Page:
Rotten decade, remarkable year

The gloomy appraisals of the past decade missed a key point: America turned the corner in 2009. In a tough but historic year, we got back on course to becoming a fairer, stronger and more prosperous nation.

Robert Shrum

From left, right, and center, the obits for both the first decade of the century and for that decade’s last year were almost uniformly bleak. But that’s only half right. The decade was very dark indeed, but it ended with a dawn of change that will be brighter in history than it appears in the hangover shadows of today.

No one, except for the depleted band of Bush loyalists who barely dare to speak his name, now tries to apologize for the Bushwhacked decade. That era has earned the biblical epitaph “the years the locusts have eaten.” We suffered a stolen presidency, the horror of 9/11 compounded by a war rooted in deceit and a reckless economics of greed that brought the country and the world to the brink of a second Great Depression. Along the way, the presidency, which should be an exemplar of moral leadership, trafficked in disdain for the environment, violations of constitutional rights and the exploitation of intolerance and fear. For America, it was a low, mean, debilitating decade.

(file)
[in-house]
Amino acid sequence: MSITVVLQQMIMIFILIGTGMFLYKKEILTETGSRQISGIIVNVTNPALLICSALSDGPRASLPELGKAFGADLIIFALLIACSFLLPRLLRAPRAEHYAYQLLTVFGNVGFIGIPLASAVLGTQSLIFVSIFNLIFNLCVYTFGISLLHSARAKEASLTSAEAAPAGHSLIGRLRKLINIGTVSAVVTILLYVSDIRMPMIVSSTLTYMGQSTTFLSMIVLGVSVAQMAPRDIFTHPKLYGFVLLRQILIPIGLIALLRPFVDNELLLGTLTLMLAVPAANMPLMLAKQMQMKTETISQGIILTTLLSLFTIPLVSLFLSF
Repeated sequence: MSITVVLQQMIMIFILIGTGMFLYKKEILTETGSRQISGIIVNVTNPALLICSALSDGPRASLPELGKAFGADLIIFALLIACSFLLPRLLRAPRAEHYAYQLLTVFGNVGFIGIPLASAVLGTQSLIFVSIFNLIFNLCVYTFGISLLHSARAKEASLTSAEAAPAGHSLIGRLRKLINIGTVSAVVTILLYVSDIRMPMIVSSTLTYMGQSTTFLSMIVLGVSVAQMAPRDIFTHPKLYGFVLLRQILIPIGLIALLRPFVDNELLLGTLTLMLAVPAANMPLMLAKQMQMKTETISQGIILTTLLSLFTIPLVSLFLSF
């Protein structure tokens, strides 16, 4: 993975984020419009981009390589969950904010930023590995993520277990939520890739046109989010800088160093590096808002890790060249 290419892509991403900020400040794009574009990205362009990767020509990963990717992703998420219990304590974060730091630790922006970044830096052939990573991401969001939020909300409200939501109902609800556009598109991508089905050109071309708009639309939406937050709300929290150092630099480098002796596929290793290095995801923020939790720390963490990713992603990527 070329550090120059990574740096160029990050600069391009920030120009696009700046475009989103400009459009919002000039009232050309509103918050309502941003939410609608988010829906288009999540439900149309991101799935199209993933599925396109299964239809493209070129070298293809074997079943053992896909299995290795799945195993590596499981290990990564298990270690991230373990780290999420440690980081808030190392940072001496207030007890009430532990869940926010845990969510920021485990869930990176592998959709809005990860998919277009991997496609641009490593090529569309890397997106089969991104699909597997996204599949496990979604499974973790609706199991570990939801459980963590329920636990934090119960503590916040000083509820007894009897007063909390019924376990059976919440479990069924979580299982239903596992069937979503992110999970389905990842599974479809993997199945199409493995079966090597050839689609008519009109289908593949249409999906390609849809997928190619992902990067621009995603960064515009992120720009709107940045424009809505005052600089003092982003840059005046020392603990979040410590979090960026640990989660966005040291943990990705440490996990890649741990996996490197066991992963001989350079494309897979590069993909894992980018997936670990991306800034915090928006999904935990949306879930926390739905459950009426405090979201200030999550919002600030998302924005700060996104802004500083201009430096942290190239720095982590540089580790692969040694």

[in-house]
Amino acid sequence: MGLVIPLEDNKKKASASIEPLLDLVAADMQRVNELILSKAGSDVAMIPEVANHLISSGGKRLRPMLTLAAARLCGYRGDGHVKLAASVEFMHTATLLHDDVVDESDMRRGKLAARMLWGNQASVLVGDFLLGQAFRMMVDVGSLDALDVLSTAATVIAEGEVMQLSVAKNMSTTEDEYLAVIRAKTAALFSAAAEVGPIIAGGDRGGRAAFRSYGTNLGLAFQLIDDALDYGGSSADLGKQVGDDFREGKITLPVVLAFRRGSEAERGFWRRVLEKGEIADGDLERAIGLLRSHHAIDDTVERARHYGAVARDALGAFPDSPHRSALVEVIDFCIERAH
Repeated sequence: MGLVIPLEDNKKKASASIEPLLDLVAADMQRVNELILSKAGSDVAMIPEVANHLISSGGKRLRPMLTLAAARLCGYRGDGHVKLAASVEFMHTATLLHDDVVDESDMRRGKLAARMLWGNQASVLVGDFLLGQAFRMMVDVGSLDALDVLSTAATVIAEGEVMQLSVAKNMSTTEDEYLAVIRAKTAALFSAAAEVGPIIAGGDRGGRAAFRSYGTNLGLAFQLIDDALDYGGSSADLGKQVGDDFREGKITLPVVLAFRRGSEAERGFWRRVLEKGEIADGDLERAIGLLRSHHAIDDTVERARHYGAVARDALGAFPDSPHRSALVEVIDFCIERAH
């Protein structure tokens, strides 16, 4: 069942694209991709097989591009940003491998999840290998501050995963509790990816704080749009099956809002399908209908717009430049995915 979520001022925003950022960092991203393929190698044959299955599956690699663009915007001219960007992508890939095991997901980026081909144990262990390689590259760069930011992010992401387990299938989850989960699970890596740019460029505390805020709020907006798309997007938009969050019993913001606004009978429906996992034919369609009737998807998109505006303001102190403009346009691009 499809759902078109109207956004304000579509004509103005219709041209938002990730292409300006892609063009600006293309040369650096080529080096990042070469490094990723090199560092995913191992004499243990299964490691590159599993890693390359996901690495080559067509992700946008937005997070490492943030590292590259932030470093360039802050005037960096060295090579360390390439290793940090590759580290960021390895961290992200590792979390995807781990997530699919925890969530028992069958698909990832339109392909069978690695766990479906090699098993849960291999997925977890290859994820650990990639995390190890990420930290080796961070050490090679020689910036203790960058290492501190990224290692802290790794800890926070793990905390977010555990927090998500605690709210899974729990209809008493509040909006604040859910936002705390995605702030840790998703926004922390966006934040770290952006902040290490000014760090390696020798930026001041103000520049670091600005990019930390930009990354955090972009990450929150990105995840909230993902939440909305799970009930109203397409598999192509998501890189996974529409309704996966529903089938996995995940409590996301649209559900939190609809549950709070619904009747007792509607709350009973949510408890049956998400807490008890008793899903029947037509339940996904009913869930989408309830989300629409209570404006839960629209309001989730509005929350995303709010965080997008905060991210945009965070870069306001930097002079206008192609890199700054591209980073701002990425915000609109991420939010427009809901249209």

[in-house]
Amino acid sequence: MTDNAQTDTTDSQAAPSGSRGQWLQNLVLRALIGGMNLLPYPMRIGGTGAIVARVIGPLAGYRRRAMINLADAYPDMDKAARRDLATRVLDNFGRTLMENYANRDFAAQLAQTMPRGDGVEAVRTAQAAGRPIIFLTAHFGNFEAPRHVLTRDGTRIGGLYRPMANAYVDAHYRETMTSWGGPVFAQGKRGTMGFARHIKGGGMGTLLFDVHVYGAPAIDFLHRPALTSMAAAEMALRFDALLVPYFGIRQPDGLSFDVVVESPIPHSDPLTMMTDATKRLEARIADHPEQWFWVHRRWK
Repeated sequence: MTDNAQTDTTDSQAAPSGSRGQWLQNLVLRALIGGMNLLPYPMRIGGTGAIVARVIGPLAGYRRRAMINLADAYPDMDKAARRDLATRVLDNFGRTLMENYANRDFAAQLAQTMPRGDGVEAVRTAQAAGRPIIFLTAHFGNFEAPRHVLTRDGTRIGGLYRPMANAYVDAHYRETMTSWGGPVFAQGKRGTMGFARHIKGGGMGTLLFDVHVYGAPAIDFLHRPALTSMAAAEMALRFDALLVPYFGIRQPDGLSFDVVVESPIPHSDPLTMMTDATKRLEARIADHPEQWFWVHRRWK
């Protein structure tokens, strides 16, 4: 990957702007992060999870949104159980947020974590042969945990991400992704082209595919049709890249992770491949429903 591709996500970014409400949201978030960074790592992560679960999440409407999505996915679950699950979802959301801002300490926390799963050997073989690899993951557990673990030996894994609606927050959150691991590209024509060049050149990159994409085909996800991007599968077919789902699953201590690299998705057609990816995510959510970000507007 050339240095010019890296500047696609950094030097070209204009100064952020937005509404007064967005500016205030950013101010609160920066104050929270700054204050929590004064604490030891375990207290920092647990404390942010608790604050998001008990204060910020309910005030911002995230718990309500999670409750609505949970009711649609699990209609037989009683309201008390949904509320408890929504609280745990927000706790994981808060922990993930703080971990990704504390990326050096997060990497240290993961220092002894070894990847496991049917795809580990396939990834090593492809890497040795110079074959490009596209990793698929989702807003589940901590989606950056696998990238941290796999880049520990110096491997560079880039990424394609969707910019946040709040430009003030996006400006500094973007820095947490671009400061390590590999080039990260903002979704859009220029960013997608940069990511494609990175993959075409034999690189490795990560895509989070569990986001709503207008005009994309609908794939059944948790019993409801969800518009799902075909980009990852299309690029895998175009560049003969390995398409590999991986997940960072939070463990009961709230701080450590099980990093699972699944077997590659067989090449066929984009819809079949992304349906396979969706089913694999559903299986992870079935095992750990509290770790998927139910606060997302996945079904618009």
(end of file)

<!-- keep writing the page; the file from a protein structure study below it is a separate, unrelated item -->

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Robert Shrum has been a senior adviser to the Gore 2000 presidential campaign, the campaign of Israeli Prime Minister Ehud Barak, and the British Labour Party. In addition to being the chief strategist for the 2004 Kerry-Edwards campaign, Shrum has advised thirty winning U.S. Senate campaigns; eight winning campaigns for governor; mayors of New York, Los Angeles, Chicago, Philadelphia, and other major cities; and the Democratic Leader of the U.S. House of Representatives. Shrum's writing has appeared in the Los Angeles Times, The New York Times, The New Republic, Slate, and other publications. The author of No Excuses: Concessions of a Serial Campaigner (Simon and Schuster), he is currently a Senior Fellow at New York University's Wagner School of Public Service.